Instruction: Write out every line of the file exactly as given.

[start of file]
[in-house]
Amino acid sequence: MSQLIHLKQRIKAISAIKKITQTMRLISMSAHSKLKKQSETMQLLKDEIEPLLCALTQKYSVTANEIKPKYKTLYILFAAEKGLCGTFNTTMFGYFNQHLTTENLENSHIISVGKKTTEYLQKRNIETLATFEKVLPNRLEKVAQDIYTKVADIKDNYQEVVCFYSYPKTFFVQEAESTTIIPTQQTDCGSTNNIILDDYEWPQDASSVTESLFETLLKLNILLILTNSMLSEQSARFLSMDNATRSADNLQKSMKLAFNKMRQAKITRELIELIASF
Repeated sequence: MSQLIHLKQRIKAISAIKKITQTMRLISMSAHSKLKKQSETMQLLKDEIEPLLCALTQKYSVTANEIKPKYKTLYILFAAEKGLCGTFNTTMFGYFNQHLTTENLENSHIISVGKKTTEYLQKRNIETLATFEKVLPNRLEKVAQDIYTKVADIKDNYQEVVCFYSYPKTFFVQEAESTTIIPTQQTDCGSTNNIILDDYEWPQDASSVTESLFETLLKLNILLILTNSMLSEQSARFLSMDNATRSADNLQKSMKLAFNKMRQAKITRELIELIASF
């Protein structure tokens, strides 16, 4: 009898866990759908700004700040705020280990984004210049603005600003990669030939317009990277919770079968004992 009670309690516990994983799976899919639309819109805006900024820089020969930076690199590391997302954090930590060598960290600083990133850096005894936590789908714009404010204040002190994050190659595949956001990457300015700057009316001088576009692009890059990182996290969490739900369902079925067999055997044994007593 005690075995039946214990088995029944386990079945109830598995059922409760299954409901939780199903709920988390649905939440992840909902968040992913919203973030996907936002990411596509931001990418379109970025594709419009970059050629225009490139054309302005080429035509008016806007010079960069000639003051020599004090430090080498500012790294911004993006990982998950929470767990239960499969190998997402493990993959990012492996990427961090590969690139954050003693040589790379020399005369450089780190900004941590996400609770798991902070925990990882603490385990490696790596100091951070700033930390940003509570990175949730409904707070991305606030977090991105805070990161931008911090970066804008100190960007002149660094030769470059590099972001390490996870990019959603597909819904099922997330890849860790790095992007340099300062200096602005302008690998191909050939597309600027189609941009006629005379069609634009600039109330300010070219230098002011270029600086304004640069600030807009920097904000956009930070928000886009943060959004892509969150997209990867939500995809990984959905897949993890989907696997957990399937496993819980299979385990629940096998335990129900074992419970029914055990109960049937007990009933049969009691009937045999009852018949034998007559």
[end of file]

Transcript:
[in-house]
Amino acid sequence: MSQLIHLKQRIKAISAIKKITQTMRLISMSAHSKLKKQSETMQLLKDEIEPLLCALTQKYSVTANEIKPKYKTLYILFAAEKGLCGTFNTTMFGYFNQHLTTENLENSHIISVGKKTTEYLQKRNIETLATFEKVLPNRLEKVAQDIYTKVADIKDNYQEVVCFYSYPKTFFVQEAESTTIIPTQQTDCGSTNNIILDDYEWPQDASSVTESLFETLLKLNILLILTNSMLSEQSARFLSMDNATRSADNLQKSMKLAFNKMRQAKITRELIELIASF
Repeated sequence: MSQLIHLKQRIKAISAIKKITQTMRLISMSAHSKLKKQSETMQLLKDEIEPLLCALTQKYSVTANEIKPKYKTLYILFAAEKGLCGTFNTTMFGYFNQHLTTENLENSHIISVGKKTTEYLQKRNIETLATFEKVLPNRLEKVAQDIYTKVADIKDNYQEVVCFYSYPKTFFVQEAESTTIIPTQQTDCGSTNNIILDDYEWPQDASSVTESLFETLLKLNILLILTNSMLSEQSARFLSMDNATRSADNLQKSMKLAFNKMRQAKITRELIELIASF
């Protein structure tokens, strides 16, 4: 009898866990759908700004700040705020280990984004210049603005600003990669030939317009990277919770079968004992 009670309690516990994983799976899919639309819109805006900024820089020969930076690199590391997302954090930590060598960290600083990133850096005894936590789908714009404010204040002190994050190659595949956001990457300015700057009316001088576009692009890059990182996290969490739900369902079925067999055997044994007593 005690075995039946214990088995029944386990079945109830598995059922409760299954409901939780199903709920988390649905939440992840909902968040992913919203973030996907936002990411596509931001990418379109970025594709419009970059050629225009490139054309302005080429035509008016806007010079960069000639003051020599004090430090080498500012790294911004993006990982998950929470767990239960499969190998997402493990993959990012492996990427961090590969690139954050003693040589790379020399005369450089780190900004941590996400609770798991902070925990990882603490385990490696790596100091951070700033930390940003509570990175949730409904707070991305606030977090991105805070990161931008911090970066804008100190960007002149660094030769470059590099972001390490996870990019959603597909819904099922997330890849860790790095992007340099300062200096602005302008690998191909050939597309600027189609941009006629005379069609634009600039109330300010070219230098002011270029600086304004640069600030807009920097904000956009930070928000886009943060959004892509969150997209990867939500995809990984959905897949993890989907696997957990399937496993819980299979385990629940096998335990129900074992419970029914055990109960049937007990009933049969009691009937045999009852018949034998007559």